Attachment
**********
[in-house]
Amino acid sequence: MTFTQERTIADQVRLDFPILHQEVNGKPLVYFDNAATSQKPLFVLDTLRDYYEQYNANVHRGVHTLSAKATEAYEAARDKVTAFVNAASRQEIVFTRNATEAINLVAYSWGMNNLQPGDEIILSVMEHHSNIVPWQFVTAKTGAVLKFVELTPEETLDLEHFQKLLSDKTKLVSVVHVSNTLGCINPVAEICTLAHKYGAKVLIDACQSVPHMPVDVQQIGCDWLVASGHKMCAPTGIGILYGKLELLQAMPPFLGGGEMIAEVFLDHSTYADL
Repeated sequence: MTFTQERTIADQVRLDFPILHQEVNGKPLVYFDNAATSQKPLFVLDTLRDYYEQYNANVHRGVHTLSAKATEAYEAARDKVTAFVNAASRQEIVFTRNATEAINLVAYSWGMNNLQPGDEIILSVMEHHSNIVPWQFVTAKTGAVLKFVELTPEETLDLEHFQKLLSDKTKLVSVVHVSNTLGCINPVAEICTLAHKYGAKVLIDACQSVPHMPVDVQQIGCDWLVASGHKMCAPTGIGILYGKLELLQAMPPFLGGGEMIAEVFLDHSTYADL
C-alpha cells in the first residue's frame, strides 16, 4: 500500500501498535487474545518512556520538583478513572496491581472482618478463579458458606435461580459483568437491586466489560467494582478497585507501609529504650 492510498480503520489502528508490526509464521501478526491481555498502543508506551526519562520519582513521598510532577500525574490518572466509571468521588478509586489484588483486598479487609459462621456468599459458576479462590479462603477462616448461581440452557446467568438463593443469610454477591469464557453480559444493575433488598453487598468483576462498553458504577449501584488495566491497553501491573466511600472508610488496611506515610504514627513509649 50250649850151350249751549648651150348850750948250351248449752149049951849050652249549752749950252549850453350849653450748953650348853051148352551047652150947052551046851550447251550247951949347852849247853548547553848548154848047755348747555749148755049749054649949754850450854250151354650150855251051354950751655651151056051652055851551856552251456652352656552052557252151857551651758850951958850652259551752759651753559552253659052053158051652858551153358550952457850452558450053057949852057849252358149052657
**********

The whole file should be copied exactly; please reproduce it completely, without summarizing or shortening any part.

[in-house]
Amino acid sequence: MTFTQERTIADQVRLDFPILHQEVNGKPLVYFDNAATSQKPLFVLDTLRDYYEQYNANVHRGVHTLSAKATEAYEAARDKVTAFVNAASRQEIVFTRNATEAINLVAYSWGMNNLQPGDEIILSVMEHHSNIVPWQFVTAKTGAVLKFVELTPEETLDLEHFQKLLSDKTKLVSVVHVSNTLGCINPVAEICTLAHKYGAKVLIDACQSVPHMPVDVQQIGCDWLVASGHKMCAPTGIGILYGKLELLQAMPPFLGGGEMIAEVFLDHSTYADL
Repeated sequence: MTFTQERTIADQVRLDFPILHQEVNGKPLVYFDNAATSQKPLFVLDTLRDYYEQYNANVHRGVHTLSAKATEAYEAARDKVTAFVNAASRQEIVFTRNATEAINLVAYSWGMNNLQPGDEIILSVMEHHSNIVPWQFVTAKTGAVLKFVELTPEETLDLEHFQKLLSDKTKLVSVVHVSNTLGCINPVAEICTLAHKYGAKVLIDACQSVPHMPVDVQQIGCDWLVASGHKMCAPTGIGILYGKLELLQAMPPFLGGGEMIAEVFLDHSTYADL
C-alpha cells in the first residue's frame, strides 16, 4: 500500500501498535487474545518512556520538583478513572496491581472482618478463579458458606435461580459483568437491586466489560467494582478497585507501609529504650 492510498480503520489502528508490526509464521501478526491481555498502543508506551526519562520519582513521598510532577500525574490518572466509571468521588478509586489484588483486598479487609459462621456468599459458576479462590479462603477462616448461581440452557446467568438463593443469610454477591469464557453480559444493575433488598453487598468483576462498553458504577449501584488495566491497553501491573466511600472508610488496611506515610504514627513509649 50250649850151350249751549648651150348850750948250351248449752149049951849050652249549752749950252549850453350849653450748953650348853051148352551047652150947052551046851550447251550247951949347852849247853548547553848548154848047755348747555749148755049749054649949754850450854250151354650150855251051354950751655651151056051652055851551856552251456652352656552052557252151857551651758850951958850652259551752759651753559552253659052053158051652858551153358550952457850452558450053057949852057849252358149052657